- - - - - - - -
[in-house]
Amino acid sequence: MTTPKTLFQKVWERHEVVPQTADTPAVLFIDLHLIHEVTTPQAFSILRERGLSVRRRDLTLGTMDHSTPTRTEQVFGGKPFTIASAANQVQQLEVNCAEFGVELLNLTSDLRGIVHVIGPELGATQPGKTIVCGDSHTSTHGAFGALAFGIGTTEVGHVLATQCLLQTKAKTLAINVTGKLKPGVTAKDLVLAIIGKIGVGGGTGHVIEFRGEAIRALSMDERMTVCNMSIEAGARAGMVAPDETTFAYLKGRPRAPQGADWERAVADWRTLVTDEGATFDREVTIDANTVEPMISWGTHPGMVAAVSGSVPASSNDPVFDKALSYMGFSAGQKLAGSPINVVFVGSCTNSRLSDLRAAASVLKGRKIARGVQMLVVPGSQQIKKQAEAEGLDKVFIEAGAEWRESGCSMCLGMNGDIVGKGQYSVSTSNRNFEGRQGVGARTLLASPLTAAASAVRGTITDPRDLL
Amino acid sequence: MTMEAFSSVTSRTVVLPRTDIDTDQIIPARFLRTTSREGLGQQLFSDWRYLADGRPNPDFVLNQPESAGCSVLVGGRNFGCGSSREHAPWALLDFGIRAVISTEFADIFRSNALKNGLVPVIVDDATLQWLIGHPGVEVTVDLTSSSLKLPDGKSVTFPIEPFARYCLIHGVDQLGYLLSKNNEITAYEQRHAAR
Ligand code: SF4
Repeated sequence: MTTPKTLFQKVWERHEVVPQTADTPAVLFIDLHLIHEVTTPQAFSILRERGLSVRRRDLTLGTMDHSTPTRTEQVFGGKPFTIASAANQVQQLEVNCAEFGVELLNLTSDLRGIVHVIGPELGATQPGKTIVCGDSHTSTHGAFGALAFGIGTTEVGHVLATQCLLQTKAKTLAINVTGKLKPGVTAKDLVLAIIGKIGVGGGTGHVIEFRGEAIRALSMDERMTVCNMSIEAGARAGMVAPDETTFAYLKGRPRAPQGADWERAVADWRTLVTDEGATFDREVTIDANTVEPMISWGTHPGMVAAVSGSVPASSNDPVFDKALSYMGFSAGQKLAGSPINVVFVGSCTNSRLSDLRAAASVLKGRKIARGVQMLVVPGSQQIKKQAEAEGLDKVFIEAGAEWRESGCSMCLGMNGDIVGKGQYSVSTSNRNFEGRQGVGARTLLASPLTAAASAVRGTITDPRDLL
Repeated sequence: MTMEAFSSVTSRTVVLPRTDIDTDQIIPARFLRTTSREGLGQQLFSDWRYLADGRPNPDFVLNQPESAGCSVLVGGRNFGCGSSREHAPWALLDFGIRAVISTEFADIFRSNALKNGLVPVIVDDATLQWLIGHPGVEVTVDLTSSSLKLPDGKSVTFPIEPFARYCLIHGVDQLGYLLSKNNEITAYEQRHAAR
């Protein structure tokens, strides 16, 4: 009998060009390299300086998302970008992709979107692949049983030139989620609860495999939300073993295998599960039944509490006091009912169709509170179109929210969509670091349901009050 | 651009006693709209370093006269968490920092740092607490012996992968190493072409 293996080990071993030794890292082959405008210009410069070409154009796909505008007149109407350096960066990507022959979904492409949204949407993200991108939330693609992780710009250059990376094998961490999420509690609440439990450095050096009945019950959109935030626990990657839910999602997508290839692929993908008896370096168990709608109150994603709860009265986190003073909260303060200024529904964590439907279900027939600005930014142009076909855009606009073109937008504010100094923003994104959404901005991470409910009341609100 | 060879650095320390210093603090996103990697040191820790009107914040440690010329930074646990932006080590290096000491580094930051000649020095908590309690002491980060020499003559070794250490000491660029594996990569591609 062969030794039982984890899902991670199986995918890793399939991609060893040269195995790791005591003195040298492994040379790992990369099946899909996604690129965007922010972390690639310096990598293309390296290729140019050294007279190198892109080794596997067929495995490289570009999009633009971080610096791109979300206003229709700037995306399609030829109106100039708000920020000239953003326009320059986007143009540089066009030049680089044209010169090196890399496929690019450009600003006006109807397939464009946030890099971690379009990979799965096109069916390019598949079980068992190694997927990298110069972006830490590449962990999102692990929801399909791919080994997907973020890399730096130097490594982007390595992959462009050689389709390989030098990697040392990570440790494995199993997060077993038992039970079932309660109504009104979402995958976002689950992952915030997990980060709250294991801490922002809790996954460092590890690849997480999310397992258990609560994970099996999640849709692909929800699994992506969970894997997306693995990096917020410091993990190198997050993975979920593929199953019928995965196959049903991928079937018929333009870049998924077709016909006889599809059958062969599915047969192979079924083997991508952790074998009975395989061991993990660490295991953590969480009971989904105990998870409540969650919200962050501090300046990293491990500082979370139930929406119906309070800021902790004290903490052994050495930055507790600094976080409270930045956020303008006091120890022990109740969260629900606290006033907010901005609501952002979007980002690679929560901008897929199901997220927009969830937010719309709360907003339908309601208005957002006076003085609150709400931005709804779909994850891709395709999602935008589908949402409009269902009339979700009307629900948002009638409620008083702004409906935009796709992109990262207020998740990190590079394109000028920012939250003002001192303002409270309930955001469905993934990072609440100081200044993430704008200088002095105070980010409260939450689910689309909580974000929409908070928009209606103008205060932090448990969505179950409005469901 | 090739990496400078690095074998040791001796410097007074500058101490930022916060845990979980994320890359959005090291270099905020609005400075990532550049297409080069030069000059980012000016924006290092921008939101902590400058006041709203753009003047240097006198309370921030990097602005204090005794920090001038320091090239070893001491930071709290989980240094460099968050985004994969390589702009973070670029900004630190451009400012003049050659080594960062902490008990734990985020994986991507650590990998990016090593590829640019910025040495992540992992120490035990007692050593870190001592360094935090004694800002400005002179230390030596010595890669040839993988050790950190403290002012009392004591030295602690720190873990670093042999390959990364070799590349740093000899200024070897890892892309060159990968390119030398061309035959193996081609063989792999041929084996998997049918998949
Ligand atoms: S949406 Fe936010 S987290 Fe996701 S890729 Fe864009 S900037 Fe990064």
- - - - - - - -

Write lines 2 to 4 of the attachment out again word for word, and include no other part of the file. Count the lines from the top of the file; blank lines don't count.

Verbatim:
Amino acid sequence: MTTPKTLFQKVWERHEVVPQTADTPAVLFIDLHLIHEVTTPQAFSILRERGLSVRRRDLTLGTMDHSTPTRTEQVFGGKPFTIASAANQVQQLEVNCAEFGVELLNLTSDLRGIVHVIGPELGATQPGKTIVCGDSHTSTHGAFGALAFGIGTTEVGHVLATQCLLQTKAKTLAINVTGKLKPGVTAKDLVLAIIGKIGVGGGTGHVIEFRGEAIRALSMDERMTVCNMSIEAGARAGMVAPDETTFAYLKGRPRAPQGADWERAVADWRTLVTDEGATFDREVTIDANTVEPMISWGTHPGMVAAVSGSVPASSNDPVFDKALSYMGFSAGQKLAGSPINVVFVGSCTNSRLSDLRAAASVLKGRKIARGVQMLVVPGSQQIKKQAEAEGLDKVFIEAGAEWRESGCSMCLGMNGDIVGKGQYSVSTSNRNFEGRQGVGARTLLASPLTAAASAVRGTITDPRDLL
Amino acid sequence: MTMEAFSSVTSRTVVLPRTDIDTDQIIPARFLRTTSREGLGQQLFSDWRYLADGRPNPDFVLNQPESAGCSVLVGGRNFGCGSSREHAPWALLDFGIRAVISTEFADIFRSNALKNGLVPVIVDDATLQWLIGHPGVEVTVDLTSSSLKLPDGKSVTFPIEPFARYCLIHGVDQLGYLLSKNNEITAYEQRHAAR
Ligand code: SF4